Tshwane will dismiss striking Samwu members due to ongoing violence and intimidation, severely impacting the city’s ability to provide essential services. The strike, which began at the end of July, is considered unprotected by the city, and its municipal workers are protesting various issues, including the non-payment of salary increases. According to Jacaranda FM, the workers demand salary increases of 3.5% and 5.4%, figures the city claims it cannot afford. As a result of the strike, the city has taken action by issuing 41 letters of intention to dismiss striking employees, and 15 workers have been arrested for their involvement in the protests.
Mayor Brinks emphasized the city’s determination to address the situation, stating that it would send more letters and striking employees would face the consequences for destructive behaviour and criminal activities during the strike. The situation was further complicated when the South African Local Government Bargaining Council ordered the city to increase employees’ salaries by 5.4% beginning July 1, within 10 days. However, given the city’s precarious financial position, Tshwane intended to file for a bargaining council exemption. The situation remains tense as negotiations continue between the city and the striking workers, focusing on finding a resolution that meets the workers’ demands while considering the city’s financial constraints.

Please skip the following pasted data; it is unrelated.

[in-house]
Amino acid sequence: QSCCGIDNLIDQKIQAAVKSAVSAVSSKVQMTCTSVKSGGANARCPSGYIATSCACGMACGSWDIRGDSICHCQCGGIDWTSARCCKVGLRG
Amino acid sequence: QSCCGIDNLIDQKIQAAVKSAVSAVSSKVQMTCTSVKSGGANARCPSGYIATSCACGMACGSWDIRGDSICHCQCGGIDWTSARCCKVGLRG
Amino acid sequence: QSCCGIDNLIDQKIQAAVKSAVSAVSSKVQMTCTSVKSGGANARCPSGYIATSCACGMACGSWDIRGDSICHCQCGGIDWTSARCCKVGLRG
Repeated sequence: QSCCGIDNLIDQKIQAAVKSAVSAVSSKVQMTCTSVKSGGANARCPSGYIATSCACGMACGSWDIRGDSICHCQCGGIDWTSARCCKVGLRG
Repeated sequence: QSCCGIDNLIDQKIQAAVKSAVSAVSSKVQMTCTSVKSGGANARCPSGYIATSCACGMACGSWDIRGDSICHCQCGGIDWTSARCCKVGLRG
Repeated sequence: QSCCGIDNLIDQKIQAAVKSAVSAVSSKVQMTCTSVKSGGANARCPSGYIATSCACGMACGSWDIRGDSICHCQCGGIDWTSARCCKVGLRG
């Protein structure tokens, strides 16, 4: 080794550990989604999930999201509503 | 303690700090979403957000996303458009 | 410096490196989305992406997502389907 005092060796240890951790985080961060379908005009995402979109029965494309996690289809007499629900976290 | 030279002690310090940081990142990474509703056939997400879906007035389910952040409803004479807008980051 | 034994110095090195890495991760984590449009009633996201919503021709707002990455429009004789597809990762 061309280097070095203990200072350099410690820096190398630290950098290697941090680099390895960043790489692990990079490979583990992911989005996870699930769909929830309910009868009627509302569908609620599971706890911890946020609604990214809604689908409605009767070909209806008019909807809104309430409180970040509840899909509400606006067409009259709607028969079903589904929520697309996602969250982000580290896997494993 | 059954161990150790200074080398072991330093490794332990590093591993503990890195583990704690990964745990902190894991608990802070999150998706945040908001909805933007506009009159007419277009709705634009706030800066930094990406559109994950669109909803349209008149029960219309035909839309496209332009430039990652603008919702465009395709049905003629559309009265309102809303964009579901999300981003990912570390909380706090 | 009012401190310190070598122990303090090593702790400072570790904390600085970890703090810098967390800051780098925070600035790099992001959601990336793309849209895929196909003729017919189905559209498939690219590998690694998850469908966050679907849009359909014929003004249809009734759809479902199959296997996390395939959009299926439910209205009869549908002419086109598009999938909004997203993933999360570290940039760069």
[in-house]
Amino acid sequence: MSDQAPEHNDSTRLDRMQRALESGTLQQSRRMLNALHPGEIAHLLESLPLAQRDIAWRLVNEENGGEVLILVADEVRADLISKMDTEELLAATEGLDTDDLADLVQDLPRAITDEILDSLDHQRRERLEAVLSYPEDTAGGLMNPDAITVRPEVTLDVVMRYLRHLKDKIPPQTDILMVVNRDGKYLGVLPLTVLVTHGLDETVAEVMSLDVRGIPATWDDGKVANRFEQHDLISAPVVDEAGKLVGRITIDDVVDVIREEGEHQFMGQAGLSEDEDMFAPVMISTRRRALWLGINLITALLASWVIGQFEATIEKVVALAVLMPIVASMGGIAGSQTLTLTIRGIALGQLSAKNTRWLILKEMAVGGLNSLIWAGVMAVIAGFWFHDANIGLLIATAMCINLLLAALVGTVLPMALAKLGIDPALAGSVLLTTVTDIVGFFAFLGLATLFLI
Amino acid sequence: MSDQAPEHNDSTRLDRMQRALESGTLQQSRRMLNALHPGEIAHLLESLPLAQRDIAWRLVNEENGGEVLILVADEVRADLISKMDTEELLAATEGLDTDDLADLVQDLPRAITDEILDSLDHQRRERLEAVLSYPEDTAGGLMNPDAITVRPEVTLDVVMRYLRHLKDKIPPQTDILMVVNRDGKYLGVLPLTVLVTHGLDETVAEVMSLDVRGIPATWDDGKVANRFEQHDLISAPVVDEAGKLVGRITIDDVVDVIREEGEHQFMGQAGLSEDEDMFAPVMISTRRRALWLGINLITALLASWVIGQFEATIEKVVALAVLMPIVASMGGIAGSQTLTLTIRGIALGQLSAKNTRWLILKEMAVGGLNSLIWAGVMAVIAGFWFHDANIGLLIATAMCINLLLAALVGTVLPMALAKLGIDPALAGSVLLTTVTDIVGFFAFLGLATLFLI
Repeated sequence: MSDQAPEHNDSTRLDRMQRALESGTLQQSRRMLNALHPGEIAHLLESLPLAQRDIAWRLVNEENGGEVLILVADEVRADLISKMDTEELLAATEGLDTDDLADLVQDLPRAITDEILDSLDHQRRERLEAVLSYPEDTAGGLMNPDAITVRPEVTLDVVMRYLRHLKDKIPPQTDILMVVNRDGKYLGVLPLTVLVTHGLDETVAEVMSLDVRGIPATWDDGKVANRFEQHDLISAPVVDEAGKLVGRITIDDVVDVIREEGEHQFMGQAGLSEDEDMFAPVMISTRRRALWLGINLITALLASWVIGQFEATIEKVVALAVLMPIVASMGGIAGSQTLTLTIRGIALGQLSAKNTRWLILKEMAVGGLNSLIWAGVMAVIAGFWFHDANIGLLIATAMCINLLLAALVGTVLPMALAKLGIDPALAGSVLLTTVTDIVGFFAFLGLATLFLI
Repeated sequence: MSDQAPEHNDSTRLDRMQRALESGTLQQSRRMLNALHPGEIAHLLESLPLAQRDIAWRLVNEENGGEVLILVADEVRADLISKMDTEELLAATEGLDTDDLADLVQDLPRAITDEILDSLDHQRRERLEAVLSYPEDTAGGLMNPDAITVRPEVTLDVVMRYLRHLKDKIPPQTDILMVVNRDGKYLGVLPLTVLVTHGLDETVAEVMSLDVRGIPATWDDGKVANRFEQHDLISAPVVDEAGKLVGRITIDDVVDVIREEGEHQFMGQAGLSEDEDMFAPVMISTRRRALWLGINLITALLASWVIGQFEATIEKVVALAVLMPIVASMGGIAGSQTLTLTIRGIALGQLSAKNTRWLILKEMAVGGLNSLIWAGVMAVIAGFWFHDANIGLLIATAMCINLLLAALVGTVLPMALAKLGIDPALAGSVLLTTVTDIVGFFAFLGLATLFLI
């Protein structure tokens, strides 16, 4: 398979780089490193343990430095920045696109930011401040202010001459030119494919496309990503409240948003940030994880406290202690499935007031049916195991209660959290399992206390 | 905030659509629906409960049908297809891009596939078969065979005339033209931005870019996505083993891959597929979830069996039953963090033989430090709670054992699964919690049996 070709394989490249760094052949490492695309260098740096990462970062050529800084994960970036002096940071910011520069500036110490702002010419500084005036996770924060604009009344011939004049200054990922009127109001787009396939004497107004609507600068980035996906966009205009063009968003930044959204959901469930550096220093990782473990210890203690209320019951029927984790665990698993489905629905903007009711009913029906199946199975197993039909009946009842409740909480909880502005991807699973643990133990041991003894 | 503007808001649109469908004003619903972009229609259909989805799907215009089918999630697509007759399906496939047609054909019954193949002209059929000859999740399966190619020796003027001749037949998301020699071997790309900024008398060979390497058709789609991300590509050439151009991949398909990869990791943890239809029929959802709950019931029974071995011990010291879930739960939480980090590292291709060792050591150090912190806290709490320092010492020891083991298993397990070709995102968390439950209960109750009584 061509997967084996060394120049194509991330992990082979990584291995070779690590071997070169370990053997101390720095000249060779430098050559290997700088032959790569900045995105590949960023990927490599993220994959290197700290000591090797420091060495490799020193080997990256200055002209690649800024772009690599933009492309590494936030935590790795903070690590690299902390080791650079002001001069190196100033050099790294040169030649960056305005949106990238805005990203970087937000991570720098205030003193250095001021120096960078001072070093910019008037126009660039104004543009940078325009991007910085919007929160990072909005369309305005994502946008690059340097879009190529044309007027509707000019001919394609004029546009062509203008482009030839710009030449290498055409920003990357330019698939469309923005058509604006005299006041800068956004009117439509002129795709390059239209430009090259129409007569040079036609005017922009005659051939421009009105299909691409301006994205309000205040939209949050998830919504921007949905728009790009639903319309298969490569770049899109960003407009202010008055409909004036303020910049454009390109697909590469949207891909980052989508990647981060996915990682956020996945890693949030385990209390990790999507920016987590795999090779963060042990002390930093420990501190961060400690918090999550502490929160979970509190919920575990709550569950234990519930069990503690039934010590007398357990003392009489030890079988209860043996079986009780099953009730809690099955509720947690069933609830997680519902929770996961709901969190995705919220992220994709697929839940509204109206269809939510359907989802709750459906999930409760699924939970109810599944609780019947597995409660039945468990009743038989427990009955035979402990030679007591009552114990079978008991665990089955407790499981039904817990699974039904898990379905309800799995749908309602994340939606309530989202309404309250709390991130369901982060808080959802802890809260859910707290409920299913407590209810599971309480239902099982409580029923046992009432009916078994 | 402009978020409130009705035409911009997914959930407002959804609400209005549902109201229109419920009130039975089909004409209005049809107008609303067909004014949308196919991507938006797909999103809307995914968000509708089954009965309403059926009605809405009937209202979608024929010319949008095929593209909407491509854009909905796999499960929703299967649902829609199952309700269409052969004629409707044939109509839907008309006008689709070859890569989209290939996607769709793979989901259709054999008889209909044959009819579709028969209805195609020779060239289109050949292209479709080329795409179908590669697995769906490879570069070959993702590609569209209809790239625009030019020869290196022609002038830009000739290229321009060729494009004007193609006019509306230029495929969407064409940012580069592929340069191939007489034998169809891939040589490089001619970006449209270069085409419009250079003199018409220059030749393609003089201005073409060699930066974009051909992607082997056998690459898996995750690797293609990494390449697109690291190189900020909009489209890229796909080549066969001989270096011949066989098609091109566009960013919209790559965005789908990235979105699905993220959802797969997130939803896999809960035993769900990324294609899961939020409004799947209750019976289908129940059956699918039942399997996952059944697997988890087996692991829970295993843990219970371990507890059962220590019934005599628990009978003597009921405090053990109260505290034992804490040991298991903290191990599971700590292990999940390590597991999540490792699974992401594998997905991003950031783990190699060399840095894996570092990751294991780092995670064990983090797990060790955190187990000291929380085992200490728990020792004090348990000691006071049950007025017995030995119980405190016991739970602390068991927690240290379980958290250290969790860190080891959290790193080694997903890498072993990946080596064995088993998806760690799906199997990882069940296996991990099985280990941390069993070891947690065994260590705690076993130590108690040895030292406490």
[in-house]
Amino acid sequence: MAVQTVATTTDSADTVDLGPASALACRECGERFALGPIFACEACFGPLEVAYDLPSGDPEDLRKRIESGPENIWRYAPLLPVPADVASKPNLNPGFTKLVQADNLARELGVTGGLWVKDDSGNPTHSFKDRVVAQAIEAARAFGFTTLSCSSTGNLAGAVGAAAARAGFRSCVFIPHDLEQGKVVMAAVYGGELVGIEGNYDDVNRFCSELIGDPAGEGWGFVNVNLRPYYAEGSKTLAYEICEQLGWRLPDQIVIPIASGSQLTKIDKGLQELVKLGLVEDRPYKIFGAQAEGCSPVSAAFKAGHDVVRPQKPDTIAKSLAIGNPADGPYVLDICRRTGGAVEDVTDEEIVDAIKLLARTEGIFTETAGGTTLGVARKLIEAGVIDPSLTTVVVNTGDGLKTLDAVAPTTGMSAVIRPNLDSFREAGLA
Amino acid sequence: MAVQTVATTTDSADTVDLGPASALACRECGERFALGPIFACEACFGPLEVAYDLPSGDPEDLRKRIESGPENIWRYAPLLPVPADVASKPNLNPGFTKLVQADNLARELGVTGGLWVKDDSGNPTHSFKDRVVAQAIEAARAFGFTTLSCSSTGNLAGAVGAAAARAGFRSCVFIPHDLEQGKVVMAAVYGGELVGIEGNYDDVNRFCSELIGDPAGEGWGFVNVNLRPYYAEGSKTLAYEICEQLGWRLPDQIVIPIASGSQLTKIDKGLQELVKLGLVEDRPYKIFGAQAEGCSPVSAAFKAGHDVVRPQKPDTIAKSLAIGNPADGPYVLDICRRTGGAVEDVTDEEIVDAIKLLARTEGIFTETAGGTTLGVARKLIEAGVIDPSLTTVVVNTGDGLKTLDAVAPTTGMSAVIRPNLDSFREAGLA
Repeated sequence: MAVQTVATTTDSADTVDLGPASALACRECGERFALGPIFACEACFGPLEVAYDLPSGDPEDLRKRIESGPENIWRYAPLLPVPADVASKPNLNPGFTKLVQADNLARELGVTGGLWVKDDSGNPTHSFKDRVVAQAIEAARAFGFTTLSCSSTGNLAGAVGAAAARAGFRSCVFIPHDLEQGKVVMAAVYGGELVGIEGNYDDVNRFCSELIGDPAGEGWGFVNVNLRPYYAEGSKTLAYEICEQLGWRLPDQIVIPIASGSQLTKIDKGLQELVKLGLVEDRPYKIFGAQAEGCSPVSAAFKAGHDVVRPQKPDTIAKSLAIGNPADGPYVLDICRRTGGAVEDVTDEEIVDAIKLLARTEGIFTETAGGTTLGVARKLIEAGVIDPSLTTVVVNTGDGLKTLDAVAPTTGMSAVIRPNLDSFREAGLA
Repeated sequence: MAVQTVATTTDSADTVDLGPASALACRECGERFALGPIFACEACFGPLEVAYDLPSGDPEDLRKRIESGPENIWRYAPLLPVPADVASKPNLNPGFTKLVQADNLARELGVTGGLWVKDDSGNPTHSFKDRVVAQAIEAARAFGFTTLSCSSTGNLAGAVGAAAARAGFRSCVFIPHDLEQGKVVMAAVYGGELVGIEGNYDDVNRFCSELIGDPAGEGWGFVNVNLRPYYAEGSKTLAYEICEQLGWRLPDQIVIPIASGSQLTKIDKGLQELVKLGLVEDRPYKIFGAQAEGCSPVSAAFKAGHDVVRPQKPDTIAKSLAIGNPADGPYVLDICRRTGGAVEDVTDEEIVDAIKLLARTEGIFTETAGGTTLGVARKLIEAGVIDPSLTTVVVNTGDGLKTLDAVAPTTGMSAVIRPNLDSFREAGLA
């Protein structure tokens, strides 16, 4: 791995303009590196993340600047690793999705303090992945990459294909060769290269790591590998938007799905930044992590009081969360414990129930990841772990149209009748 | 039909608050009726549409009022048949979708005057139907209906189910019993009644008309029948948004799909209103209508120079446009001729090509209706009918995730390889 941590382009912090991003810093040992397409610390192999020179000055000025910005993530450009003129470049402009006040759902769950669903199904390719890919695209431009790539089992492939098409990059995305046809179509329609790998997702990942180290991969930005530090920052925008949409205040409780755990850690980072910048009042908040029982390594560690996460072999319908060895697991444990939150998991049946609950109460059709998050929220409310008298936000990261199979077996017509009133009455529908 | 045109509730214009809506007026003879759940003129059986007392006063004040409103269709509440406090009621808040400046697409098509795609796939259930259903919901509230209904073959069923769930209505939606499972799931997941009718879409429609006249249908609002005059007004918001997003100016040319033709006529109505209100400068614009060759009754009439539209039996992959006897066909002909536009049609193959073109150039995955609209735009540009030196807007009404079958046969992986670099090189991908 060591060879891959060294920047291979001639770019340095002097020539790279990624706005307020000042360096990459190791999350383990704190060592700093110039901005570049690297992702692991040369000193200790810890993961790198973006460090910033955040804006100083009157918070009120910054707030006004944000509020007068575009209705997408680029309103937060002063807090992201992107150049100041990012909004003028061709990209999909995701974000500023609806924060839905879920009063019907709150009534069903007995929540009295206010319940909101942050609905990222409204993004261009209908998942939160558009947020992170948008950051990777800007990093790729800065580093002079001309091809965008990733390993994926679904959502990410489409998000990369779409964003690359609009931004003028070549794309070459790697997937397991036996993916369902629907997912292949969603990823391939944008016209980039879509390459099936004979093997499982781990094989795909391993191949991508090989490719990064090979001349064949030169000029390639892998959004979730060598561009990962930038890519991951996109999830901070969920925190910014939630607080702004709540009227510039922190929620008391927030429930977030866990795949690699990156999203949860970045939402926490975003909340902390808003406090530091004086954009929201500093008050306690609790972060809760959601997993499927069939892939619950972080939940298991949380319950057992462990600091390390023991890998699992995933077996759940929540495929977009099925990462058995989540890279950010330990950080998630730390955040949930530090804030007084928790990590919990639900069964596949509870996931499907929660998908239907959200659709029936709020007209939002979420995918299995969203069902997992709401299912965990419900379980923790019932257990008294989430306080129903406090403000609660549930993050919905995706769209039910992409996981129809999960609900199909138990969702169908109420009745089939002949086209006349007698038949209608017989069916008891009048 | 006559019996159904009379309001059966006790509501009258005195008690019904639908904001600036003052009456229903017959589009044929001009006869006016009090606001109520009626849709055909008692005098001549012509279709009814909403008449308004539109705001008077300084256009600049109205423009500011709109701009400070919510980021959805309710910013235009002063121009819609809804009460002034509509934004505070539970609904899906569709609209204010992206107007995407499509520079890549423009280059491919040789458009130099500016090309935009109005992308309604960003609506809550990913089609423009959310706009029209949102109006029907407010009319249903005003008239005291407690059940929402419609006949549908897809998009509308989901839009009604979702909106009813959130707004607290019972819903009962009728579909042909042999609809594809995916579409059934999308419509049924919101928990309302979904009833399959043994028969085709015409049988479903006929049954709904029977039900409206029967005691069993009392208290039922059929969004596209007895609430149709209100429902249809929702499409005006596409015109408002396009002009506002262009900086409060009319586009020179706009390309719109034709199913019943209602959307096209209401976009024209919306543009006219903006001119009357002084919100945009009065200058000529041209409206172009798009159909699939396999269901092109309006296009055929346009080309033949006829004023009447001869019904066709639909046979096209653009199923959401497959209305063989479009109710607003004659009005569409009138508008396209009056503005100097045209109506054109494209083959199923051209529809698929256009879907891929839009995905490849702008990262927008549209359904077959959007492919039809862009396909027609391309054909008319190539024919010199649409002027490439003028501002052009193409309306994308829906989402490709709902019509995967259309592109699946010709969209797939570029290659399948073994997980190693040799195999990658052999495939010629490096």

Picture: Twitter / CityTshwane
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